Principle Geotechnical Engineer

£55000 - £65000 Per Annum: The Green Recruitment Company: The Green Recruitmen...

Day In a Page

Save the Tiger: Meet the hunters tasked with protecting Russia's rare Amur tiger

Hunters protect Russia's rare Amur tiger

In an unusual move, wildlife charities have enlisted those who kill animals to help save them. Oliver Poole travels to Siberia to investigate
Transfers: How has your club fared in summer sales?

How has your club fared in summer sales?

Who have bagged the bargain buys and who have landed the giant turkeys
Warwick Davis: The British actor on Ricky Gervais, how the Harry Potter set became his office, and why he'd like to play a spy

'I'm a realist; I know how hard this business is'

Warwick Davis on Ricky Gervais, Harry Potter and his perfect role
The best swim shorts for men: Bag yourself the perfect pair and make a splash this summer

The best swim shorts for men

Bag yourself the perfect pair and make a splash this summer
Has Ukip’s Glastonbury branch really been possessed by the devil?

Has Ukip’s Glastonbury branch really been possessed by the devil?

Meet the couple blamed for bringing Lucifer into local politics
Dress the Gaza situation up all you like, but the truth hurts

Robert Fisk on Gaza conflict

Dress the situation up all you like, but the truth hurts
Save the tiger: Tiger, tiger burning less brightly as numbers plummet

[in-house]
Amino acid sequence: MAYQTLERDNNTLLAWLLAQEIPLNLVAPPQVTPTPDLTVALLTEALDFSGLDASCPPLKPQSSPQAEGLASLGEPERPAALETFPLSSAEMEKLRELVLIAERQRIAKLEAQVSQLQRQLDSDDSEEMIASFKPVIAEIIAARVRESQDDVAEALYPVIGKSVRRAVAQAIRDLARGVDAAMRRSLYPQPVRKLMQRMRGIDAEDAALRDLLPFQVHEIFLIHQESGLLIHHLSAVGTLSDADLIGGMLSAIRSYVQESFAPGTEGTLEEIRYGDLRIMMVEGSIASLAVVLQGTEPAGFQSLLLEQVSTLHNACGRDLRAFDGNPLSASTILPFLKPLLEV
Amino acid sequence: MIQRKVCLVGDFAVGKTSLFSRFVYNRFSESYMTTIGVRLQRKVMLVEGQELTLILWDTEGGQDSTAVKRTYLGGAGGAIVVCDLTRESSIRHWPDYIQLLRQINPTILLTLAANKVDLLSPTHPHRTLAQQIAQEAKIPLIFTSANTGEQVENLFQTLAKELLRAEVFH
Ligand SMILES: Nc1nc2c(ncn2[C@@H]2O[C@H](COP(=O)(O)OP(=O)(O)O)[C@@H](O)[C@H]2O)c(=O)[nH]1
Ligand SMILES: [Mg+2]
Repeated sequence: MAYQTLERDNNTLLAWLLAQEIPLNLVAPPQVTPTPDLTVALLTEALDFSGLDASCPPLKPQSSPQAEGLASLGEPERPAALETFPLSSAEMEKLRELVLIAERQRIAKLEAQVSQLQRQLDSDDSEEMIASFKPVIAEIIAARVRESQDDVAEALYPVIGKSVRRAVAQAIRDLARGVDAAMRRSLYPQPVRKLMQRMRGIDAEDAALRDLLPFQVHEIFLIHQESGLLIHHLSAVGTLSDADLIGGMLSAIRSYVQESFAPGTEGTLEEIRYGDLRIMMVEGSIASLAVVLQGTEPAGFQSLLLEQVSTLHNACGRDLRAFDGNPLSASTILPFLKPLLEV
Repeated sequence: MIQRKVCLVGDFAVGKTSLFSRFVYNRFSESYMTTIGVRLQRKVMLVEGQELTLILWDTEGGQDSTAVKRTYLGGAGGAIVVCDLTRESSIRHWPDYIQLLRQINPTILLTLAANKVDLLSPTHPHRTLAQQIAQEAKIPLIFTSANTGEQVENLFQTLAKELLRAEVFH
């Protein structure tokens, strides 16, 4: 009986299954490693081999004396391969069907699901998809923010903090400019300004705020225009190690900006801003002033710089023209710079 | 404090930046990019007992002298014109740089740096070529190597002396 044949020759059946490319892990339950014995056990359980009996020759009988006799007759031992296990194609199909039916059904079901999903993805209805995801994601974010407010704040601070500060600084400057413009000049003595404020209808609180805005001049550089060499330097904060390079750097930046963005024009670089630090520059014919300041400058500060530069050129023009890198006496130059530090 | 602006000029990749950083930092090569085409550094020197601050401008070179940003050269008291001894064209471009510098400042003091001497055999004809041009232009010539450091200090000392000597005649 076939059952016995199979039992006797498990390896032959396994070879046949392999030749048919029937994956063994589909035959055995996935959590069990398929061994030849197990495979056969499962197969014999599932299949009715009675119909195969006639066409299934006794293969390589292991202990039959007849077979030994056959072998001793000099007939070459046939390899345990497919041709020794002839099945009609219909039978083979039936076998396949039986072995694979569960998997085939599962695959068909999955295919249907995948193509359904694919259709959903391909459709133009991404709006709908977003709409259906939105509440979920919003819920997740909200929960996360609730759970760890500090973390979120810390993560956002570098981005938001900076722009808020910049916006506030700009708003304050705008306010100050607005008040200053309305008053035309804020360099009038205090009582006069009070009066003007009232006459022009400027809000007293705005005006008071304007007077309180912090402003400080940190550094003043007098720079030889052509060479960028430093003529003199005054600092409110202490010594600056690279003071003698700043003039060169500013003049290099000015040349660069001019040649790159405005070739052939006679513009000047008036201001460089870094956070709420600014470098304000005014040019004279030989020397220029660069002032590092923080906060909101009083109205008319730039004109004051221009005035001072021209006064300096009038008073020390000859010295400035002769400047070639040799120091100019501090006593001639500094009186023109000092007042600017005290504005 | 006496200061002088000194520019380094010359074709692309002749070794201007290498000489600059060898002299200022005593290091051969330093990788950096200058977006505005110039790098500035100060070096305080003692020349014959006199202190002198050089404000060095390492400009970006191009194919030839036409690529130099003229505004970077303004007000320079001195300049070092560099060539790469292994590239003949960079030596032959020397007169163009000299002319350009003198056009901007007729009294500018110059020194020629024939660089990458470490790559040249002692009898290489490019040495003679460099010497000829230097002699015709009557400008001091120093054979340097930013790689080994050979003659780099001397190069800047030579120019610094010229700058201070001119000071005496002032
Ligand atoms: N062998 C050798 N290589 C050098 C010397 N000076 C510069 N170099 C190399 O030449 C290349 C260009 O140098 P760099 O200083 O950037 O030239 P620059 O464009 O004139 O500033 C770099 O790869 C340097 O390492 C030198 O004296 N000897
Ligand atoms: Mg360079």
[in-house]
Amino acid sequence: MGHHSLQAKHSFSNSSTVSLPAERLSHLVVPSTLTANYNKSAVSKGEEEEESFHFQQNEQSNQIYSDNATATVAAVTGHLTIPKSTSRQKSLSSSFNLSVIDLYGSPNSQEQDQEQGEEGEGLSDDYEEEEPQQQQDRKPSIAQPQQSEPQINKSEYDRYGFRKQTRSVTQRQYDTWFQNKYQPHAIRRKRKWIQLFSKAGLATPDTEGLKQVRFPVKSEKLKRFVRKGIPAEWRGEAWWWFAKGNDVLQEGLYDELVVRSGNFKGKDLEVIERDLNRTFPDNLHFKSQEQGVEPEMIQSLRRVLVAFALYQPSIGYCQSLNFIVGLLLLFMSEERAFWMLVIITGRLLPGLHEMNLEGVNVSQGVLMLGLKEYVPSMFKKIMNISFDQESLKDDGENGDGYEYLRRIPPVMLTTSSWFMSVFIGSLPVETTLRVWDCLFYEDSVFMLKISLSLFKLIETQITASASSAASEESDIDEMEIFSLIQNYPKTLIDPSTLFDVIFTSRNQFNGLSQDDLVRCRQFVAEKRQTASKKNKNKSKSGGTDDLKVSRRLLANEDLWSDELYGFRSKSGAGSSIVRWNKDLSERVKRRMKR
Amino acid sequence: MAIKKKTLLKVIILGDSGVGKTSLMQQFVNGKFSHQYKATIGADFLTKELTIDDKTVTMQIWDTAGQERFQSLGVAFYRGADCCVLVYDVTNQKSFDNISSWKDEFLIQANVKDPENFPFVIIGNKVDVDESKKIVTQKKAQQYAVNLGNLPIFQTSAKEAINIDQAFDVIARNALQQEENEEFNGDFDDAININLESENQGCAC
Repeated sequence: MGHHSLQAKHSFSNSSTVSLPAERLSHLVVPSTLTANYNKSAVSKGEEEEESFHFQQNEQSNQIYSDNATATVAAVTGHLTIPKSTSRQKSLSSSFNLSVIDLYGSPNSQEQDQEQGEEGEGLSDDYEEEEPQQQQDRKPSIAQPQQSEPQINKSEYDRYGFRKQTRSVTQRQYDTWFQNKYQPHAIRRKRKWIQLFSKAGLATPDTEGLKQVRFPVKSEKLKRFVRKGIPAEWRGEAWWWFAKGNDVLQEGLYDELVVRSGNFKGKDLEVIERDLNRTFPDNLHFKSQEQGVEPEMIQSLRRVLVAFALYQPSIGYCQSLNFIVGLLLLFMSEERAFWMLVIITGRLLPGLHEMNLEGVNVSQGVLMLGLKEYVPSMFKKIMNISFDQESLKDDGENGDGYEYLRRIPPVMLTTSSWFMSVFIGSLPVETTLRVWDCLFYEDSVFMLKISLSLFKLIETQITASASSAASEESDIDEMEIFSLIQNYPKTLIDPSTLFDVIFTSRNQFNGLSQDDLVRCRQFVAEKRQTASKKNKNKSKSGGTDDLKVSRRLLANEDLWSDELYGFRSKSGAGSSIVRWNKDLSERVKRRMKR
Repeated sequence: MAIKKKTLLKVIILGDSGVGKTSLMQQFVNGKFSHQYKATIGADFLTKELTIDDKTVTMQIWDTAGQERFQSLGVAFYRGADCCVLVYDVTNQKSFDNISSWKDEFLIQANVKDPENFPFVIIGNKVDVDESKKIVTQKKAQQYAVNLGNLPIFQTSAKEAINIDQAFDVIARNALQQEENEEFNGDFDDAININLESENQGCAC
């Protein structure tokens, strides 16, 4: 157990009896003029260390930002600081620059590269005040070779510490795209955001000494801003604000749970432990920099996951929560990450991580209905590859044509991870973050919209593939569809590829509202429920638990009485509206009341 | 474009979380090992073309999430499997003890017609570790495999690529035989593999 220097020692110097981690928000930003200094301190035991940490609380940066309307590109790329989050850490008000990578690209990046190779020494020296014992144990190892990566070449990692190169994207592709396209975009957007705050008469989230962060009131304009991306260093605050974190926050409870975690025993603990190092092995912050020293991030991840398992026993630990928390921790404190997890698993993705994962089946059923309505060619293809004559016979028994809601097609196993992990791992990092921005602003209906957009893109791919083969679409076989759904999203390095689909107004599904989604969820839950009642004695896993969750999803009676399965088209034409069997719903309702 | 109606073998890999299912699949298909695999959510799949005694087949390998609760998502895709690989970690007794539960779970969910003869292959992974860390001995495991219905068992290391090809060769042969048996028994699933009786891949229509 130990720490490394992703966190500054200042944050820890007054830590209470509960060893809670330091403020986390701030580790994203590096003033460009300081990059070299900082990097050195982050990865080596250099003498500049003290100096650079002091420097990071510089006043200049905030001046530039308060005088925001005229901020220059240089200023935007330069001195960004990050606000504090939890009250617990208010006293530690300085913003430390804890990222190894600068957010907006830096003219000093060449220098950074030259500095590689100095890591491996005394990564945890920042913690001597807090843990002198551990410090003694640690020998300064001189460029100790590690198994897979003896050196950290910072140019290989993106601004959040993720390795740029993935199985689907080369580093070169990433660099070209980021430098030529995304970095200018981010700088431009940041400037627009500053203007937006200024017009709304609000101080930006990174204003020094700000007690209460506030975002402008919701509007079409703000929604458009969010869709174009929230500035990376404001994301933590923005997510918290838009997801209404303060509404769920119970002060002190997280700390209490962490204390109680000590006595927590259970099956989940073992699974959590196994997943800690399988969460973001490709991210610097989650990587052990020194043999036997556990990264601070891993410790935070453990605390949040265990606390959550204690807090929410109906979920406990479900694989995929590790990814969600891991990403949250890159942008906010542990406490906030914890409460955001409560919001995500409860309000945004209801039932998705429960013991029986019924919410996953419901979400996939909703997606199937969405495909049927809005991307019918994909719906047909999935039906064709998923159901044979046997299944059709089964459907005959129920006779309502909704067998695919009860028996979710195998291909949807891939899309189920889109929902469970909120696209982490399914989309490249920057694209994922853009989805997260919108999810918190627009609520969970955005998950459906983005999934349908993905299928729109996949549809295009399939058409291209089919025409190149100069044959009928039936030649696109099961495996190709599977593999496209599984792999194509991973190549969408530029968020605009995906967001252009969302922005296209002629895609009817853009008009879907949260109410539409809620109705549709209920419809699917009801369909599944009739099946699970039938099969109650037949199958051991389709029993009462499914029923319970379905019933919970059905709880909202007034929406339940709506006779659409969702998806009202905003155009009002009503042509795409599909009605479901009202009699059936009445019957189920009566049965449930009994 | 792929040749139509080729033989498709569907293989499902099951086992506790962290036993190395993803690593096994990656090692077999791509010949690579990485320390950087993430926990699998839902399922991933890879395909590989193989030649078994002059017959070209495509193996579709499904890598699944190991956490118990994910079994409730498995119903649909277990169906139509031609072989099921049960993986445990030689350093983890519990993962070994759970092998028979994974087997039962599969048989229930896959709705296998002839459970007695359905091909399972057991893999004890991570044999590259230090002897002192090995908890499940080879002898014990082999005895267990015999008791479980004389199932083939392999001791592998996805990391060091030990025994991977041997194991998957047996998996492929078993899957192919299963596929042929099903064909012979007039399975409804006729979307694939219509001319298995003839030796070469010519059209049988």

Tiger, tiger burning less brightly

When William Blake wrote his famous poem there were probably more than 100,000 tigers in the wild. These days they probably number around 3,200
5 News's Andy Bell retraces his grandfather's steps on the First World War battlefields

In grandfather's footsteps

5 News's political editor Andy Bell only knows his grandfather from the compelling diary he kept during WWI. But when he returned to the killing fields where Edwin Vaughan suffered so much, his ancestor came to life
Lifestyle guru Martha Stewart reveals she has flying robot ... to take photos of her farm

Martha Stewart has flying robot

The lifestyle guru used the drone to get a bird's eye view her 153-acre farm in Bedford, New York
Former Labour minister Meg Hillier has demanded 'pootling lanes' for women cyclists

Do women cyclists need 'pootling lanes'?

Simon Usborne (who's more of a hurtler) explains why winning the space race is key to happy riding
A tale of two presidents: George W Bush downs his paintbrush to pen father’s life story

A tale of two presidents

George W Bush downs his paintbrush to pen father’s life story
Restaurateur Mitch Tonks has given the Great Western Pullman dining car a makeover

The dining car makes a comeback

Restaurateur Mitch Tonks has given the Great Western Pullman dining car a makeover
Gallery rage: How are institutions tackling the discomfort of overcrowding this summer?

Gallery rage

How are institutions tackling the discomfort of overcrowding this summer?
Louis van Gaal has £500,000 video surveillance system installed to monitor Manchester United players

Eye on the prize

Louis van Gaal has £500,000 video surveillance system installed to monitor Manchester United players
Women's rugby: Tamara Taylor adds fuel to the ire in quest to land World Cup

Women's rugby

Tamara Taylor adds fuel to the ire in quest to land World Cup